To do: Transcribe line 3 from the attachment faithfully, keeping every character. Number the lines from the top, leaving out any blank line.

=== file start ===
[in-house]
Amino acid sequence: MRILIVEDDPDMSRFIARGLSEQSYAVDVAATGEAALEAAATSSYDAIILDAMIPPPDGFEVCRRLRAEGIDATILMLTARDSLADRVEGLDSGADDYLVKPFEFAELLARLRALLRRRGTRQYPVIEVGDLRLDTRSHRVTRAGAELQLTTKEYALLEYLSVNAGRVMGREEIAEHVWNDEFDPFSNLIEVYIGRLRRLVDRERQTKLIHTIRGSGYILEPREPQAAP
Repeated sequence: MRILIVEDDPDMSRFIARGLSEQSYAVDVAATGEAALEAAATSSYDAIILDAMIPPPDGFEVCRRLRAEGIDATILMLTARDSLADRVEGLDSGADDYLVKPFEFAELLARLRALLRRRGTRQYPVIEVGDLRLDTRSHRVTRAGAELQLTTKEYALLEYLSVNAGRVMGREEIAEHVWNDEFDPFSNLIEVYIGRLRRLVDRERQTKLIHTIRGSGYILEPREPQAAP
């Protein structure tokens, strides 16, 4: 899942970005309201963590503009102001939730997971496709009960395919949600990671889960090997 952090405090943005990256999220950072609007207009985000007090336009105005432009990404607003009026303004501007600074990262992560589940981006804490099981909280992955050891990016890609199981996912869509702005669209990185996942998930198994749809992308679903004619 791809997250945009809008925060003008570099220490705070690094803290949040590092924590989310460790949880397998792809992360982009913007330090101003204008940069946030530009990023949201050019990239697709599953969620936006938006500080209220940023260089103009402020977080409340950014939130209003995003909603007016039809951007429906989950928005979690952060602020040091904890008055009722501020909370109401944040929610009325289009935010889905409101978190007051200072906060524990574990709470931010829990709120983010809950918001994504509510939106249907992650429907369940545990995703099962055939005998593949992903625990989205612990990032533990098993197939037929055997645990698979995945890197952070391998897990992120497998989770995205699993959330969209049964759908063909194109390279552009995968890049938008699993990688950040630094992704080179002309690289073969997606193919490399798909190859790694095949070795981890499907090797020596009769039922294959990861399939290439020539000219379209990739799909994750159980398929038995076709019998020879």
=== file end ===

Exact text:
Repeated sequence: MRILIVEDDPDMSRFIARGLSEQSYAVDVAATGEAALEAAATSSYDAIILDAMIPPPDGFEVCRRLRAEGIDATILMLTARDSLADRVEGLDSGADDYLVKPFEFAELLARLRALLRRRGTRQYPVIEVGDLRLDTRSHRVTRAGAELQLTTKEYALLEYLSVNAGRVMGREEIAEHVWNDEFDPFSNLIEVYIGRLRRLVDRERQTKLIHTIRGSGYILEPREPQAAP